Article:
Scammers will have one more obstacle to overcome if they want to try and pass off fraudulent Pokémon cards now. Online auction house eBay has decided to implement a mandatory authentication system for the sale of ungraded trading cards, as long as the value of the purchase is over $750.00. The hope is to create a better sense of trust and security in purchases as the frequency and value of trading card purchases has risen during the pandemic.
It’s probably not a coincidence that this policy has come into play not long after Logan Paul spent $3.5 million for an unauthenticated fake box of Pokémon booster cards. We previously reported on how suspicious the entire deal was. Paul went public with the debacle and it’s hard not to imagine that the shockwaves from that are influencing this decision.
When it comes to authenticating high-price items, sources have reported eBay already has a system in place for certain goods already. Previously, this system wasn’t implemented for sports trading cards or collectible trading card games like Pokémon. Given how absurdly the market has exploded when it comes to these particular items, safeguards had to be put in place to ensure buyer confidence.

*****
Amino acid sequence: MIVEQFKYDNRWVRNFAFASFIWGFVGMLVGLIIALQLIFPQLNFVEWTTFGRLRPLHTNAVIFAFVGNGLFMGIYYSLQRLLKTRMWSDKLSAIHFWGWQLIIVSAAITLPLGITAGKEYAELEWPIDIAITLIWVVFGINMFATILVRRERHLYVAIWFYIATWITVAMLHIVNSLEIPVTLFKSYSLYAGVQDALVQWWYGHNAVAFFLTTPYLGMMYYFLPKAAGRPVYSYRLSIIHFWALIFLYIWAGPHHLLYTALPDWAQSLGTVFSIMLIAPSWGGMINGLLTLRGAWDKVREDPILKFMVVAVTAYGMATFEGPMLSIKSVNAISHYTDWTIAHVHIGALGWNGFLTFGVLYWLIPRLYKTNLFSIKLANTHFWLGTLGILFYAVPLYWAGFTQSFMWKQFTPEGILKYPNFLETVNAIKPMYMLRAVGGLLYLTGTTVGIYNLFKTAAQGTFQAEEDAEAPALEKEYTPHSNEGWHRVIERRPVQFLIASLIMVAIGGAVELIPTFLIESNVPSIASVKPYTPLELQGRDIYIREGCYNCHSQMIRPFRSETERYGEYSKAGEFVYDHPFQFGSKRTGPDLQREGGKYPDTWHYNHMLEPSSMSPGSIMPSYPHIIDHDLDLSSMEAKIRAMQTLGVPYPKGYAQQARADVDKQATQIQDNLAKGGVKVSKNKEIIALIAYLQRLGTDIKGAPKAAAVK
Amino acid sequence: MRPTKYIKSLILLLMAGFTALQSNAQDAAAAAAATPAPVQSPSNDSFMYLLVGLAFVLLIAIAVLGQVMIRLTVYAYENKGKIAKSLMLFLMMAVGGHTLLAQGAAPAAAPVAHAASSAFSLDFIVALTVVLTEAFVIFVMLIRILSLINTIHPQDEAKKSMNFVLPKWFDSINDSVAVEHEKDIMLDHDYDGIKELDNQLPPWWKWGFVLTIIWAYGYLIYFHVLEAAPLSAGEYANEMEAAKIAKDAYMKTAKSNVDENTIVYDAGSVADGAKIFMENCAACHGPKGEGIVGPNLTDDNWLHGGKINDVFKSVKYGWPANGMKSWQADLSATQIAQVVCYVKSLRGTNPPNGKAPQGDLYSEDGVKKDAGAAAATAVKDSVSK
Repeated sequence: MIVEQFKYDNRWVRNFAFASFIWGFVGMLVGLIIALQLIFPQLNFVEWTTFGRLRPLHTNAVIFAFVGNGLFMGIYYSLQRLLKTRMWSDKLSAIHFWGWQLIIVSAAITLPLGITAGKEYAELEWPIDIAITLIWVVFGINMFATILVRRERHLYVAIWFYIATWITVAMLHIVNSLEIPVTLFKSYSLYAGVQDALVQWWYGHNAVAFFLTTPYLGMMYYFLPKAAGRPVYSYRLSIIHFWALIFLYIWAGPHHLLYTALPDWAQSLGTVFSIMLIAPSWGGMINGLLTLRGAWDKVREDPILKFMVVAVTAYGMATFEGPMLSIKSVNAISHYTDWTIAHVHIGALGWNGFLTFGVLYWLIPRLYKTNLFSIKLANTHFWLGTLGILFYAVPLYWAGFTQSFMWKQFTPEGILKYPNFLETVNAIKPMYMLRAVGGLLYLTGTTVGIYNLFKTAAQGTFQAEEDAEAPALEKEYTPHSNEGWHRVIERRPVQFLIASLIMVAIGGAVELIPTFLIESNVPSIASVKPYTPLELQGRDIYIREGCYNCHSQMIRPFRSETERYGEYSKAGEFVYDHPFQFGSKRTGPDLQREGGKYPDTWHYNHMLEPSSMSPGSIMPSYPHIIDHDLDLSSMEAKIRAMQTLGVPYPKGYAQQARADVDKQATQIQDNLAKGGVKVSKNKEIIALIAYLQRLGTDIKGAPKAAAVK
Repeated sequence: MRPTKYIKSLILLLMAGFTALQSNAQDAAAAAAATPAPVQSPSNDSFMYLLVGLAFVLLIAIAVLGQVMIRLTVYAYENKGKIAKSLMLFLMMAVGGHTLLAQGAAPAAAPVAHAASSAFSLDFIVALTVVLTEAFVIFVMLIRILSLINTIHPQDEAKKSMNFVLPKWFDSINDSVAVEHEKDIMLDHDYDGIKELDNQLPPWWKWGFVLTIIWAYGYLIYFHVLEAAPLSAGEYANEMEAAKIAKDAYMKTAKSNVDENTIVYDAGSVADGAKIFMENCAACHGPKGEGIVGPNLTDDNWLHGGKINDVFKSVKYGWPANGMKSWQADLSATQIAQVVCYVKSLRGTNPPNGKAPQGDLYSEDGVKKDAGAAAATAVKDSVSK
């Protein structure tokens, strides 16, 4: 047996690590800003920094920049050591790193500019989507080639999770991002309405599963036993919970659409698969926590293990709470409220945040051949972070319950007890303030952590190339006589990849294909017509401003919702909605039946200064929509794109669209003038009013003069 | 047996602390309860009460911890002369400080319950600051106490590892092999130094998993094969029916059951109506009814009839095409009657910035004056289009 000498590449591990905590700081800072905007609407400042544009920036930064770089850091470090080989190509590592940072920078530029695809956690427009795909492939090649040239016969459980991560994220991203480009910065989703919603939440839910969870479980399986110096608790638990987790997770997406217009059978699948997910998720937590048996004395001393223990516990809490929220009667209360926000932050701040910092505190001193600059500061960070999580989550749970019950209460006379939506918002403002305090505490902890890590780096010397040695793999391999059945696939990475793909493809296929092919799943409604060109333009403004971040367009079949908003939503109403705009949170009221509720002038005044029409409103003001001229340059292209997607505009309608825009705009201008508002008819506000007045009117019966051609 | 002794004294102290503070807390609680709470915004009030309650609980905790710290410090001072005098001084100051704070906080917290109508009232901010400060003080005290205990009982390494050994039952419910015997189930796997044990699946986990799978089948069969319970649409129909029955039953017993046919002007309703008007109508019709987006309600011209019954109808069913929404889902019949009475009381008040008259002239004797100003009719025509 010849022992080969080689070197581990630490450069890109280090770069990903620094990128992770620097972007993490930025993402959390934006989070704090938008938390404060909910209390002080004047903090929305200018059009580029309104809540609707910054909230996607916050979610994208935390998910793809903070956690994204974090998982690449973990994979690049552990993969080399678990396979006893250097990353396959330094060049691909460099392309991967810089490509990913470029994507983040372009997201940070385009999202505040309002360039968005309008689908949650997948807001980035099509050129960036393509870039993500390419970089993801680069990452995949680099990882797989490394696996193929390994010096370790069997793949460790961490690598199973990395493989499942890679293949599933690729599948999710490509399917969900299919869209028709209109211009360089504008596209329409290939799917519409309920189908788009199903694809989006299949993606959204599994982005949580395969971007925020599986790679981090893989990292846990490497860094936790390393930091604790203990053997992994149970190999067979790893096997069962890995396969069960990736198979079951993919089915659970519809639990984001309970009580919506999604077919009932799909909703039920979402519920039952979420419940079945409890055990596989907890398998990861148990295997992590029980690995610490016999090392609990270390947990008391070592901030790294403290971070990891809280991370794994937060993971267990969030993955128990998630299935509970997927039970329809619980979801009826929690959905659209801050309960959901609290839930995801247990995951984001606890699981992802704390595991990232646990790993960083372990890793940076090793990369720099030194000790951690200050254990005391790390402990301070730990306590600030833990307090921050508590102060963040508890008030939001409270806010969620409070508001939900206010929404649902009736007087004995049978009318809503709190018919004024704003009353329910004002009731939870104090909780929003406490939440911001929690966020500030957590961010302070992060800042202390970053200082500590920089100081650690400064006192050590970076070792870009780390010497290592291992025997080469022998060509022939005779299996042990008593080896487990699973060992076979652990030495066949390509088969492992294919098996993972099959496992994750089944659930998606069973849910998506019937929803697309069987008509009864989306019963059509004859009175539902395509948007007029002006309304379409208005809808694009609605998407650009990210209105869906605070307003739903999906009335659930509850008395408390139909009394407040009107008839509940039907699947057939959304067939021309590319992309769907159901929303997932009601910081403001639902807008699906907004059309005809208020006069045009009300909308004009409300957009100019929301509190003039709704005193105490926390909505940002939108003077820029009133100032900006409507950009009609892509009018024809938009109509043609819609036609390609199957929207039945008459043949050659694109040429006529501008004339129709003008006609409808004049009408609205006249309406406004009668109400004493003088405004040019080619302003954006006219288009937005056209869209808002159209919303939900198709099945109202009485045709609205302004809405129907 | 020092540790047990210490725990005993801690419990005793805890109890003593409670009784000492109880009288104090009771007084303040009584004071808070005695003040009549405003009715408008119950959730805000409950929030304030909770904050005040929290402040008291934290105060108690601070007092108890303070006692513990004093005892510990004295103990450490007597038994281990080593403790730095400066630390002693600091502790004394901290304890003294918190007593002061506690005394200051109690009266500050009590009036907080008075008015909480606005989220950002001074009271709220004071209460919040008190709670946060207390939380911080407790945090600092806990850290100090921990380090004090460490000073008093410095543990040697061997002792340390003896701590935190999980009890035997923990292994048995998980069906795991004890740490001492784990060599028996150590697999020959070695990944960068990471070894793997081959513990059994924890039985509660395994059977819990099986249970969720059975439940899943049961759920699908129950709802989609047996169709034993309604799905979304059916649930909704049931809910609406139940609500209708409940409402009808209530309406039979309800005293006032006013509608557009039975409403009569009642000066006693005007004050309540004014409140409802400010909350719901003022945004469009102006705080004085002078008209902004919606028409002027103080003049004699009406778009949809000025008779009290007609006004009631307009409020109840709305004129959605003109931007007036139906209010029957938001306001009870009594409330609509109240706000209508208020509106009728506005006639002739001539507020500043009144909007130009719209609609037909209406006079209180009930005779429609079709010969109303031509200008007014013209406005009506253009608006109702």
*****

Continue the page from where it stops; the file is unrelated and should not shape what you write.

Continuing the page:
Now, when a person makes a purchase of these items for over $750.00, the product is no longer sent directly from the seller to the buyer. Instead, the buyer has to ship the product to an eBay approved authentication center.
While the virtual auction house doesn’t say who works at these centers aside from calling them, “leading industry experts,” allegedly they can confirm the condition and authenticity of the card and then sent it along to the buyer. This comes at no increased cost to either party though it obviously slows the transaction process down slightly. If the item does not pass the verification process, the buyer is refunded their money and the item is returned to the seller.
If there’s a market for something, there’s always going to be people who want to take advantage of that market however they can. While this still doesn’t protect people who are looking for purchases under the $750 threshold, it does still provide some assurance to serious collectors who are going for high buck items.
Is a collectible Pokémon card honestly worth over $750 to someone? Well, I guess it depends on how badly someone really wants that shiny Charizard. Either way, now there’s one less way of deriving the joy of schadenfreude from one of the Paul brothers; and if there’s one great tragedy to come out of this, that’s the one.